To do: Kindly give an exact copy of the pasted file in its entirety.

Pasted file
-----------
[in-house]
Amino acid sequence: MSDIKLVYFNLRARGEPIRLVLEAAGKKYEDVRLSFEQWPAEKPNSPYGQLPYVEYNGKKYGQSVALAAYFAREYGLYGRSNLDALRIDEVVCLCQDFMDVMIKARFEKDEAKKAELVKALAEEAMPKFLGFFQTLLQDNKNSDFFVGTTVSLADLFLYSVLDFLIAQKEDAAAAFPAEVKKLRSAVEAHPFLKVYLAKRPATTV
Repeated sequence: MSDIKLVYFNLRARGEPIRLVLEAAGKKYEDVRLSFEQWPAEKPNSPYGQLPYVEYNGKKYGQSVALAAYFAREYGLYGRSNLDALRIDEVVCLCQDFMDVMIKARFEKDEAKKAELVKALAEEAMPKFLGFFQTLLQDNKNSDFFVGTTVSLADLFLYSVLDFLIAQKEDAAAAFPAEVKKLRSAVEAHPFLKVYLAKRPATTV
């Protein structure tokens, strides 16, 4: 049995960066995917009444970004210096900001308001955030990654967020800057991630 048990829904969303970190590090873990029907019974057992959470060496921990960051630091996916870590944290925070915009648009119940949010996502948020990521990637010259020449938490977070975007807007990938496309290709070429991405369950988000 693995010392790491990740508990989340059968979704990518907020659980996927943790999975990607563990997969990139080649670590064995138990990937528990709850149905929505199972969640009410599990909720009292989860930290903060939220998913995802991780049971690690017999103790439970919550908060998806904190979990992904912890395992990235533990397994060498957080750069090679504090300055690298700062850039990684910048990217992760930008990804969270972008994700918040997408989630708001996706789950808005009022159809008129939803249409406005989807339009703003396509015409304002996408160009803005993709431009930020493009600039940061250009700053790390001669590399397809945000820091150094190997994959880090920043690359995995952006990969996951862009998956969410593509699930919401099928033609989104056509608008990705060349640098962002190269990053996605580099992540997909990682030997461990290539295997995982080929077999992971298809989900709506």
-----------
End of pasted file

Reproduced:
[in-house]
Amino acid sequence: MSDIKLVYFNLRARGEPIRLVLEAAGKKYEDVRLSFEQWPAEKPNSPYGQLPYVEYNGKKYGQSVALAAYFAREYGLYGRSNLDALRIDEVVCLCQDFMDVMIKARFEKDEAKKAELVKALAEEAMPKFLGFFQTLLQDNKNSDFFVGTTVSLADLFLYSVLDFLIAQKEDAAAAFPAEVKKLRSAVEAHPFLKVYLAKRPATTV
Repeated sequence: MSDIKLVYFNLRARGEPIRLVLEAAGKKYEDVRLSFEQWPAEKPNSPYGQLPYVEYNGKKYGQSVALAAYFAREYGLYGRSNLDALRIDEVVCLCQDFMDVMIKARFEKDEAKKAELVKALAEEAMPKFLGFFQTLLQDNKNSDFFVGTTVSLADLFLYSVLDFLIAQKEDAAAAFPAEVKKLRSAVEAHPFLKVYLAKRPATTV
């Protein structure tokens, strides 16, 4: 049995960066995917009444970004210096900001308001955030990654967020800057991630 048990829904969303970190590090873990029907019974057992959470060496921990960051630091996916870590944290925070915009648009119940949010996502948020990521990637010259020449938490977070975007807007990938496309290709070429991405369950988000 693995010392790491990740508990989340059968979704990518907020659980996927943790999975990607563990997969990139080649670590064995138990990937528990709850149905929505199972969640009410599990909720009292989860930290903060939220998913995802991780049971690690017999103790439970919550908060998806904190979990992904912890395992990235533990397994060498957080750069090679504090300055690298700062850039990684910048990217992760930008990804969270972008994700918040997408989630708001996706789950808005009022159809008129939803249409406005989807339009703003396509015409304002996408160009803005993709431009930020493009600039940061250009700053790390001669590399397809945000820091150094190997994959880090920043690359995995952006990969996951862009998956969410593509699930919401099928033609989104056509608008990705060349640098962002190269990053996605580099992540997909990682030997461990290539295997995982080929077999992971298809989900709506």